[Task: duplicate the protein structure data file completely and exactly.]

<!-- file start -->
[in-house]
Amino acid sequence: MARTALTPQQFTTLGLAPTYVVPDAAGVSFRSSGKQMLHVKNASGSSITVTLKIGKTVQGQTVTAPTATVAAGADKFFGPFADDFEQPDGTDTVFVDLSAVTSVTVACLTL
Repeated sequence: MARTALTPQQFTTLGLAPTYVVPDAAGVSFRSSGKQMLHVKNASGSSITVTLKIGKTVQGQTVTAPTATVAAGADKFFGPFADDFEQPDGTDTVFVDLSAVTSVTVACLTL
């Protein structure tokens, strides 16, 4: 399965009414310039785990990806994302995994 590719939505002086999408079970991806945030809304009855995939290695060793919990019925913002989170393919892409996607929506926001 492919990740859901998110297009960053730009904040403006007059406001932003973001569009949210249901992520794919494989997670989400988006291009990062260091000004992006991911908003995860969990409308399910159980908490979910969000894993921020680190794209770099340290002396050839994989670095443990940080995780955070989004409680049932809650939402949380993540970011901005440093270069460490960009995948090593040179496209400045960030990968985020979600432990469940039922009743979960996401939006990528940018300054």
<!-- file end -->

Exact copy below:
[in-house]
Amino acid sequence: MARTALTPQQFTTLGLAPTYVVPDAAGVSFRSSGKQMLHVKNASGSSITVTLKIGKTVQGQTVTAPTATVAAGADKFFGPFADDFEQPDGTDTVFVDLSAVTSVTVACLTL
Repeated sequence: MARTALTPQQFTTLGLAPTYVVPDAAGVSFRSSGKQMLHVKNASGSSITVTLKIGKTVQGQTVTAPTATVAAGADKFFGPFADDFEQPDGTDTVFVDLSAVTSVTVACLTL
């Protein structure tokens, strides 16, 4: 399965009414310039785990990806994302995994 590719939505002086999408079970991806945030809304009855995939290695060793919990019925913002989170393919892409996607929506926001 492919990740859901998110297009960053730009904040403006007059406001932003973001569009949210249901992520794919494989997670989400988006291009990062260091000004992006991911908003995860969990409308399910159980908490979910969000894993921020680190794209770099340290002396050839994989670095443990940080995780955070989004409680049932809650939402949380993540970011901005440093270069460490960009995948090593040179496209400045960030990968985020979600432990469940039922009743979960996401939006990528940018300054």